Rolls-Royce has reported a loss of £4bn for 2020 as the jet-engine maker’s business was shaken by the coronavirus pandemic.
The FTSE 100 manufacturer revealed it burned through £4.2bn in cash during the year as revenues from servicing passenger aircraft collapsed.
It expects to burn through a further £2bn this year, but Warren East, Rolls-Royce’s chief executive, raised hopes that the company would generate cash once more in 2022 as flying recovers.
“The worst is behind us as far as Covid is concerned,” he said. “There is cause to be optimistic about a V-shaped recovery,” he added, citing “very encouraging” data on vaccines against the coronavirus.
Rolls-Royce’s revenues were among the most vulnerable to the pandemic because of its reliance on making and servicing jet engines for passenger aircraft. In the year before the pandemic its civil aerospace business brought in £8bn in revenues, compared with £5bn in 2020.
The underlying loss before tax of £4bn compared with a profit of £583m the year before. The underlying loss partly reflected charges related to financing foreign exchange as it adjusted to lower than expected dollar earnings.
Losses before tax for 2020 were £2.9bn, including £1.4bn in write-offs and nearly £500m in redundancy costs.
Rolls-Royce scrambled last year to cut costs and raise cash when the extent of the pandemic became clear. That included cutting 7,000 jobs out of 19,000 across its global civil aerospace division, in what it said was the largest restructuring in the company’s recent history. East described it as a “programme of self-help”, reducing the number of UK manufacturing sites from 11 to only five.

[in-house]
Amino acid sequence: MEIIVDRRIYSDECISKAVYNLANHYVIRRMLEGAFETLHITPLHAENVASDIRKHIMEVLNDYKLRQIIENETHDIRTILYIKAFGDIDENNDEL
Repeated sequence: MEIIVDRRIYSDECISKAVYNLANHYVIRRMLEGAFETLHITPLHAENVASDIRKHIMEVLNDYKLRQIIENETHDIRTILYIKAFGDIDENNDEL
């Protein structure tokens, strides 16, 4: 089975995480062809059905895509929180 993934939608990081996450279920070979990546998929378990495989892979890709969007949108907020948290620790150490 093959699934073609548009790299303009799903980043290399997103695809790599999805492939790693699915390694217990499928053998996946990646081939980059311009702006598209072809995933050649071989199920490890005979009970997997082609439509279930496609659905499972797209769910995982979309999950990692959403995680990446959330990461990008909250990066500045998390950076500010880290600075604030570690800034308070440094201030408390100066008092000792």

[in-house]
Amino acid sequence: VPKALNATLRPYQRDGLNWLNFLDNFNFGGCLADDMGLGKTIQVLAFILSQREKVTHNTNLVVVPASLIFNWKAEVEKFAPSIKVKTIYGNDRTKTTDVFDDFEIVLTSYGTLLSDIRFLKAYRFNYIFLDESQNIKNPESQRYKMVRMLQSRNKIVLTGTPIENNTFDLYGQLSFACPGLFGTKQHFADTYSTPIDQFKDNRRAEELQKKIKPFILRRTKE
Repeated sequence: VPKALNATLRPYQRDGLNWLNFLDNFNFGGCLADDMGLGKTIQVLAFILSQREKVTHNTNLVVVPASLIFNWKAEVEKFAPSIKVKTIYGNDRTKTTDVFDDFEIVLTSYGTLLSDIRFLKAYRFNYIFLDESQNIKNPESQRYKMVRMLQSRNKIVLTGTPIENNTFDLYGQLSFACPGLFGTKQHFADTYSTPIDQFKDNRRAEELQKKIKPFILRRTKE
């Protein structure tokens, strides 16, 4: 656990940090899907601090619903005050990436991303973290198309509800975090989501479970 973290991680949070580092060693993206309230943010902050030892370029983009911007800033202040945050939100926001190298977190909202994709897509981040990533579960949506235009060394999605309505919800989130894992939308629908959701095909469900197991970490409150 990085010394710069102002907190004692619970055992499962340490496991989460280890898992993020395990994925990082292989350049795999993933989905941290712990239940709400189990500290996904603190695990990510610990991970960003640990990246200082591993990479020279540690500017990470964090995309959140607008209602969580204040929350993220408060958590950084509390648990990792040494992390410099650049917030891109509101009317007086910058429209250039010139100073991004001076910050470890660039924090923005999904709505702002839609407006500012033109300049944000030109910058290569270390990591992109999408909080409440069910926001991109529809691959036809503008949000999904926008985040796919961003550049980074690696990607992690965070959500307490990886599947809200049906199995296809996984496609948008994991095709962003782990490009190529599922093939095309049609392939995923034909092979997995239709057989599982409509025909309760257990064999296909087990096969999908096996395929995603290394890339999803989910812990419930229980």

It has also negotiated two-week shutdowns of its engine factories this summer in an effort to save more cash.
The hours flown by planes with Rolls-Royce engines slumped to 43% of 2019 levels. In 2021, hours flown are expected to improve only gradually, to 55% of 2019 levels.
Rolls-Royce said it expected earnings to accelerate in the second half of this year, but even during 2022 it expected flying hours to be a fifth lower than 2019 as the slow recovery in international travel continues, in part because of new variants of the virus. It had previously expected 2022 flying hours to reach 90% of 2019 levels.
Deliveries of new engines are not expected to recover significantly for a “few years”.
However, even at 80% of 2019 flying hours Rolls-Royce would be able to generate £750m in cash during 2022, East said. A “reasonable worst case” scenario of 70% cash generation would be £300m lower, and it has £3.5bn of cash and £5.5bn of unused credit lines to see it through if conditions worsen.
“Unless something fairly catastrophic happens we will be cashflow-positive,” East said.
He revealed plans to gradually raise investment in lower-carbon technologies. By 2023, Rolls-Royce plans to devote 20% of its research and development budget to small modular reactors, hybrid, hydrogen and electric power technologies, as part of its efforts to reduce its carbon footprint. It currently invests about 7% in lower-carbon technology.
Rolls-Royce had planned to publish details of how it would decarbonise its business during 2020, but that was delayed until June at least while the company focused on making job cuts.
However, East said he believed that the pandemic had made spending on decarbonisation easier. “We’ll see that the pandemic has accelerated the journey because it has sensitised people to their relationship with the environment,” he said.
Rolls-Royce has not committed to making all of its products net zero. Instead it is relying the airline industry to dramatically increase the use of synthetic fuels made using carbon from the air. Those fuels would add net zero carbon to the atmosphere.
As to whether customers actually used net zero fuels, rather than oil-derived paraffin that adds to atmospheric carbon, East admitted that it was “out of our hands”.